When I first saw her on this busy street corner of Paris I felt a twinge of pity for her, as one might feel for a rag doll left out in the rain.
Her puckered little face was contained in a skin resembling dough you roll out for a piecrust, her nose a mere bump, her button eyes aberrant to a degree that made me realize later she could have been watching us for some time without my sensing it. A misfit, a cipher, a poor old thing.
Yet she not only battled for us against the formidable institution of the Parisian cabdriver; she also virtually commandeered a bus for our party, and proudly pushed away my handful of money that was hers for the taking. I had some cheek, pitying this one.
The four of us had come up from the Seine and a short sightseeing cruise aboard a bateau mouche, one of the ''fly boats'' that swarm the river. It was late afternoon. We had skipped lunch, and all we talked about when we reached the top of the embankment steps was the shortest route to a restaurant.
One of the wives remembered a little place near Notre Dame from a previous visit. We had glimpsed the cathedral moments before on our cruise, so we agreed the restaurant must be nearby.
As we walked we grew steamy from the sun of early June. Notre Dame seemed as remote as Sioux City. We tried flagging down the taxis that zipped past in both directions, but only one driver even looked at us. He put his finger to his temple and twirled it, which we translated readily.
In the doorway of what appeared to be an armory stood a splendidly turned out army officer, hands on hips, surveying us as if we were an enemy patrol. At my approach, however, he snapped off a salute worthy of every French Foreign Legionnaire in Hollywood. I was encouraged to try ''taxi.'' He smiled and pointed down the street. ''Beaucoup taxis!''
What he really meant was a telephone for calling taxis. We found it on a hectic corner two blocks down, and we all took turns jiggling the hook and shouting into the mouthpiece and waving wildly at every cab in sight.
One did drive up and stop. We scrambled for it, ready to pile in, but the driver jumped out and blocked the door, his manner as bristling as the bluish stubble on his heavy jowls. We backed off, cowed by the unknown and his Gallic harangue.
It was then I saw the woman. She came toward us and the cab, and at first I thought she was going to claim it. But she was on the attack. From her crooked little mouth with the two front teeth twisted awry there issued a shrill tirade aimed at the driver. We were stupefied.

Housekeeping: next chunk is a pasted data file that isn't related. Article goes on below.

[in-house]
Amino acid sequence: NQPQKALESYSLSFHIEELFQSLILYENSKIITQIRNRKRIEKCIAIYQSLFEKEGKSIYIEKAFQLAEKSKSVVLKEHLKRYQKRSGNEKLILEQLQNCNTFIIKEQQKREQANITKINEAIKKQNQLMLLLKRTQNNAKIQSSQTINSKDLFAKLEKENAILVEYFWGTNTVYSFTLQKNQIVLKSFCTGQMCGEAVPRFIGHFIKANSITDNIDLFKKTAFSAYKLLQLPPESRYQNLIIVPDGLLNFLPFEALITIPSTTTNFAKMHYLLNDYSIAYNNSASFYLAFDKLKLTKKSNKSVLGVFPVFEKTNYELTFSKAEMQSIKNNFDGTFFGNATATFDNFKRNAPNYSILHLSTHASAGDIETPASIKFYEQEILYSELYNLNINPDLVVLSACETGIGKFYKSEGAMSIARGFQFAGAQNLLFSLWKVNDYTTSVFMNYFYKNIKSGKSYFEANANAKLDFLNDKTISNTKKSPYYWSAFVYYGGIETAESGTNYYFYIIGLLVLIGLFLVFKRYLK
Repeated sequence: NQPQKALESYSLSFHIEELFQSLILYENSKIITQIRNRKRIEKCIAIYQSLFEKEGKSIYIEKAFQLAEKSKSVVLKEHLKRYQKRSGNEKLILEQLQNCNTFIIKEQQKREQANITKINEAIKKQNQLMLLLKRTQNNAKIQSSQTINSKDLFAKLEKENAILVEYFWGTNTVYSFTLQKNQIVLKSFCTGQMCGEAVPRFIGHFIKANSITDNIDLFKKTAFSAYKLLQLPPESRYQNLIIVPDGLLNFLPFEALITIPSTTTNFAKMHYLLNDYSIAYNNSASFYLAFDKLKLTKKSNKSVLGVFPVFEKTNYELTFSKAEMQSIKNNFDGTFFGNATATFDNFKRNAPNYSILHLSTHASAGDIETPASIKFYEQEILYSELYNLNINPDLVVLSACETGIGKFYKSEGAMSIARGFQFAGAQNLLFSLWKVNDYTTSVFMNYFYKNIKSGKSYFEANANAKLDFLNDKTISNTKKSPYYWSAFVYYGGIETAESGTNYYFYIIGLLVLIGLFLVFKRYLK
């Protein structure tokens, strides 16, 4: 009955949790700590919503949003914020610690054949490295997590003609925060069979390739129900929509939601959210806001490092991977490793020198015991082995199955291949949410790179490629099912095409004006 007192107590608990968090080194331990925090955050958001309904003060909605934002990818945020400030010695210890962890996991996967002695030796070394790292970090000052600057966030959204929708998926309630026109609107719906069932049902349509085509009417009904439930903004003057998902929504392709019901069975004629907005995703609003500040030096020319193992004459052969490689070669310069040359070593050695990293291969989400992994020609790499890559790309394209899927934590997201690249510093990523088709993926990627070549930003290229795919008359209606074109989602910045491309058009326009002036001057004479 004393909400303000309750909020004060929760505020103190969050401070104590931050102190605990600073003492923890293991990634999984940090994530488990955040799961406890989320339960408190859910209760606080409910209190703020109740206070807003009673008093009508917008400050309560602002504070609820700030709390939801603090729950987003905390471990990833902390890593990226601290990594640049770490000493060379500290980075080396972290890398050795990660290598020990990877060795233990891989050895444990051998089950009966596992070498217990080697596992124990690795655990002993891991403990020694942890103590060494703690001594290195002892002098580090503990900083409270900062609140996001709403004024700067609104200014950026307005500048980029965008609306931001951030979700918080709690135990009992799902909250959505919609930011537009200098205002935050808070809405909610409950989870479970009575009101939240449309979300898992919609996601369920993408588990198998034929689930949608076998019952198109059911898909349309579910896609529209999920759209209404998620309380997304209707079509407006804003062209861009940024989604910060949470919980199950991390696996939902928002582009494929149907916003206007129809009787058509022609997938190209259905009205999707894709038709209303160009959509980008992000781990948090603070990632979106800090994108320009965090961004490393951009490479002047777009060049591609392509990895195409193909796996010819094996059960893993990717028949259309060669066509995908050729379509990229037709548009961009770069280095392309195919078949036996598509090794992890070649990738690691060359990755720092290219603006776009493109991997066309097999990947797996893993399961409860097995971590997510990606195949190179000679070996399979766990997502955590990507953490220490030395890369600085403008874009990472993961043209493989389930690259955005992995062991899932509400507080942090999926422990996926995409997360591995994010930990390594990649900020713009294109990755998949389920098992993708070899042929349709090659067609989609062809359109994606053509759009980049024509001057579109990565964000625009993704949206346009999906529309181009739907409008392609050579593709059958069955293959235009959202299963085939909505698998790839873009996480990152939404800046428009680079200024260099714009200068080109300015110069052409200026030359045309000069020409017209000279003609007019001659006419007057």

In her long black skirt, her faded blue blouse, and wearing a queer bonnet-like headgear that reached almost to her thin shoulders she seemed to me a housekeeper or a laundress who had wandered out of Eugenie Grandet; and here she was on this busy corner of La Capitale, untold miles and some 150 years out of her way - Mme. l'Inconnue, Mrs. What's-Her-Name. And she was blazing.
She thrust herself like a blocking back of the Podunk Flimsies between our group and the cabdriver, and the two of them jabbered and counterjabbered in a verbal storm that made the warm air fairly crackle.
The driver finally broke off the exchange and spoke to me in English that was at least as intelligible as his counterpart's in New York. No four, yes three, he said. Another come now. Do we want two cab?
I looked at Mme. l'Inconnue, still breathing hard from her assault in behalf of the common people. I would have given my ticket home for a hamburger and a vanilla shake, but who for the sake of his stomach could display such disdain for our champion's efforts? I told the driver no. Away they went, motors and drivers alike snarling.
Mme. l'Inconnue came over to me, her eyes wandering, her face disturbed and inquiring. Notre Dame, I told her. She pointed to a bus at the curb and scurried to it, putting her foot on the step and blocking the door just as it was closing.
From the handful of coins I took from my pocket and thrust at her she picked out several, closed my fist on the rest, and put the selected coins in my free hand.
She was sovereign, reigning over this moment, like Liberte at the barricades. A glow, as if radiating fulfillment, suffused her clayey features. If she heard the grumbling of the bus driver and the passengers, she gave no sign.
Motioning us up the steps, she told the driver where to let us off, gestured to me to put the coins in the fare box, and did not back away until she saw us take our seats.
As the bus rumbled ahead, I looked back. Because of the traffic and the crowd on the corner I could not see her, but my heart found her. It was my turn to salute: Mme. l'Inconnue, she whom I had considered a pitiful and insignificant splinter of humanity only moments before, the most beautiful woman in Paris.